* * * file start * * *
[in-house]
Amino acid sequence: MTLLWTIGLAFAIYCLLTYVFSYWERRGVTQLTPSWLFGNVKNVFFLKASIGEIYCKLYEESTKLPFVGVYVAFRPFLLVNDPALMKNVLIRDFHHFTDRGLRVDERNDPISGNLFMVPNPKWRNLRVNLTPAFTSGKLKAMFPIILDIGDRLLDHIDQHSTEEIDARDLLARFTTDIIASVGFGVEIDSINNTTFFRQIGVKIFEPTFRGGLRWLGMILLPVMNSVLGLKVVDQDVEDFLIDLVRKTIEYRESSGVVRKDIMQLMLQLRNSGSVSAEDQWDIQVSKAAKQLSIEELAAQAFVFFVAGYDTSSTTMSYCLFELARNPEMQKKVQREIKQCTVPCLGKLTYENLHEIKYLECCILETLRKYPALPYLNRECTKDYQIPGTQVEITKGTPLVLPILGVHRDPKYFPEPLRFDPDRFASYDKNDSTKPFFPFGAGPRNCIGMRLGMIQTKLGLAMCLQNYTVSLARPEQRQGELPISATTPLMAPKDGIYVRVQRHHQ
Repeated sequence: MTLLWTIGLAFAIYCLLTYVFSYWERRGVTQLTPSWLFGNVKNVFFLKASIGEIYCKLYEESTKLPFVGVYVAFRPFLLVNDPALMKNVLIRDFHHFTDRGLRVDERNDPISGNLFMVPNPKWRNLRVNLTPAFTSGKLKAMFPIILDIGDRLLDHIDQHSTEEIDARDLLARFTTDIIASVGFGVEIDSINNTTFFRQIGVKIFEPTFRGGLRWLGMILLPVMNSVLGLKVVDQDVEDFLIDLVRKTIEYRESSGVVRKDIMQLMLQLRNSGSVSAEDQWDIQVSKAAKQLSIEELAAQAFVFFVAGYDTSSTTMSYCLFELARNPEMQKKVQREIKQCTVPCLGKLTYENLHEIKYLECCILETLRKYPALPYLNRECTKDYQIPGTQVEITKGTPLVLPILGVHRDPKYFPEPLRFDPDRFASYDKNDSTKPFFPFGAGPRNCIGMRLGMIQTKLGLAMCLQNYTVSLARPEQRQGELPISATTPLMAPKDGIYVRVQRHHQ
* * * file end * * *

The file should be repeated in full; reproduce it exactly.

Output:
[in-house]
Amino acid sequence: MTLLWTIGLAFAIYCLLTYVFSYWERRGVTQLTPSWLFGNVKNVFFLKASIGEIYCKLYEESTKLPFVGVYVAFRPFLLVNDPALMKNVLIRDFHHFTDRGLRVDERNDPISGNLFMVPNPKWRNLRVNLTPAFTSGKLKAMFPIILDIGDRLLDHIDQHSTEEIDARDLLARFTTDIIASVGFGVEIDSINNTTFFRQIGVKIFEPTFRGGLRWLGMILLPVMNSVLGLKVVDQDVEDFLIDLVRKTIEYRESSGVVRKDIMQLMLQLRNSGSVSAEDQWDIQVSKAAKQLSIEELAAQAFVFFVAGYDTSSTTMSYCLFELARNPEMQKKVQREIKQCTVPCLGKLTYENLHEIKYLECCILETLRKYPALPYLNRECTKDYQIPGTQVEITKGTPLVLPILGVHRDPKYFPEPLRFDPDRFASYDKNDSTKPFFPFGAGPRNCIGMRLGMIQTKLGLAMCLQNYTVSLARPEQRQGELPISATTPLMAPKDGIYVRVQRHHQ
Repeated sequence: MTLLWTIGLAFAIYCLLTYVFSYWERRGVTQLTPSWLFGNVKNVFFLKASIGEIYCKLYEESTKLPFVGVYVAFRPFLLVNDPALMKNVLIRDFHHFTDRGLRVDERNDPISGNLFMVPNPKWRNLRVNLTPAFTSGKLKAMFPIILDIGDRLLDHIDQHSTEEIDARDLLARFTTDIIASVGFGVEIDSINNTTFFRQIGVKIFEPTFRGGLRWLGMILLPVMNSVLGLKVVDQDVEDFLIDLVRKTIEYRESSGVVRKDIMQLMLQLRNSGSVSAEDQWDIQVSKAAKQLSIEELAAQAFVFFVAGYDTSSTTMSYCLFELARNPEMQKKVQREIKQCTVPCLGKLTYENLHEIKYLECCILETLRKYPALPYLNRECTKDYQIPGTQVEITKGTPLVLPILGVHRDPKYFPEPLRFDPDRFASYDKNDSTKPFFPFGAGPRNCIGMRLGMIQTKLGLAMCLQNYTVSLARPEQRQGELPISATTPLMAPKDGIYVRVQRHHQ